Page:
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Bandleader Skitch Henderson dead at 87


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NEW HAVEN, Conn. -- Skitch Henderson, the Grammy-winning conductor who lent his musical expertise to Frank Sinatra and Bing Crosby before founding the New York Pops and becoming the first “Tonight Show" bandleader, died Tuesday. He was 87.

Henderson died of natural causes at his New Milford home, said Barbara Burnside, director of marketing and public relations for New Milford Hospital.

Henderson worked with stars such as Judy Garland, Mickey Rooney, Bob Hope and Bing Crosby in the 1930s and 1940s, but he became a household name in television's infancy when NBC pegged him as the bandleader for Steve Allen's “Tonight Show" in 1954. Henderson lost the job after Jack Paar took over as host, but got it back in 1962 and was bandleader for the first four years of Johnny Carson's late-night reign.

He founded the New York Pops in 1983, using popular tunes to make orchestral music exciting. He turned the New York Pops into the nation's largest independent symphonic pops orchestra and the only one in New York specializing in popular American music.

Born as Lyle Russell Cedrick Henderson on Jan. 27, 1918, in Birmingham, England, Henderson moved to the United States in the 1930s, eking out a living as a pianist, playing vaudeville and movie music in Minnesota and Montana roadhouses.

He got his big break in 1937, when he filled in for a sick pianist touring with Garland and Rooney. When the tour wrapped up in Chicago, he used the original pianist's ticket and went to Hollywood.

It was there that he joined the music department at MGM and played piano for Hope's “The Pepsodent Show." His friendship with Hope put him in touch with other stars of the day, including Crosby, who became a mentor to Henderson.

He studied under with the great composer Arnold Schoenberg, and Henderson's talented ear earned him a reputation among some of the era's most successful musicians.

“I could sketch out a score in different keys, a new way each time," Henderson said this year.

That quicksilver ability earned him the nickname “the sketch kid," which Crosby urged him to adapt to “Skitch." It stuck.

During World War II, Henderson flew for both the Royal Air Force and the United States Army Air Corps. At his estate in New Milford, which he shared with his wife, Ruth, Henderson kept a collection of aviation memorabilia. Even at 87, he said earlier this year that he hoped to fly the Atlantic once more.

After the war, Henderson toured as Frank Sinatra's musical director and lived what he called a “gypsy lifestyle," touring the country with various bands. It was Sinatra's phone call that lured Henderson to New York.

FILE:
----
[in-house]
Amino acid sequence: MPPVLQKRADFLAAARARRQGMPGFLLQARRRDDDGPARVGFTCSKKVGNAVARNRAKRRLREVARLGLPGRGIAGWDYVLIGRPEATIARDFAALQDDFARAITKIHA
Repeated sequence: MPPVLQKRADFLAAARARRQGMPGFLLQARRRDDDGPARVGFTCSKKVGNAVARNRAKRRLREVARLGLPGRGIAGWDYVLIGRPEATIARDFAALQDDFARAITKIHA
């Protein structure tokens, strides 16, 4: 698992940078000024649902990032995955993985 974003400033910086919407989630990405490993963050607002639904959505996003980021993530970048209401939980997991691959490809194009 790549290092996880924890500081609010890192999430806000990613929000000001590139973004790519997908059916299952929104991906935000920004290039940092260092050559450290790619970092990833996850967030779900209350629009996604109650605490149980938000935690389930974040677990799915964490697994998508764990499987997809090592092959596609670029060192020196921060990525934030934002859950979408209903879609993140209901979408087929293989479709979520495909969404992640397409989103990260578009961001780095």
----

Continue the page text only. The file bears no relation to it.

“Frank said, 'I'm moving the “Lucky Strike Show" to New York. Get rid of those gypsies and get back here where you belong,"' Henderson recalled in 1985.

He served as musical director for the “Lucky Strike" radio show and “The Philco Hour" with Crosby. And when NBC moved to television, the studio brought Henderson along as musical director.

In his later years, Henderson and his wife were active in the New Milford community and helped raise money for New Milford Hospital every year, said Burnside, the hospital administrator.

“They were very giving people," Burnside said. “They gave of themselves without expecting anything in return. Skitch brought so much talent, so much enthusiasm, so much joy to every event he was at"

Comedian-actor Denis Leary and his wife have taken over hosting the annual fundraiser for the hospital. Last month, Henderson passed an actual baton to Leary to mark the change of fundraising hosts, Burnside said.

Even in his late 80s, Henderson maintained a tireless work schedule as music director for the Pops, where he regularly served as conductor. He also was a frequent guest conductor at a number of orchestras around the world.

“I watch the public like a hawk. If I see boredom, I worry," Henderson said. “You can tell by the applause: There's perfunctory applause, there's light applause, and then there's real applause. When it's right, applause sounds like vanilla ice cream with chocolate sauce."

-- Associated Press

This story appears courtesy of All About Jazz Publicity.
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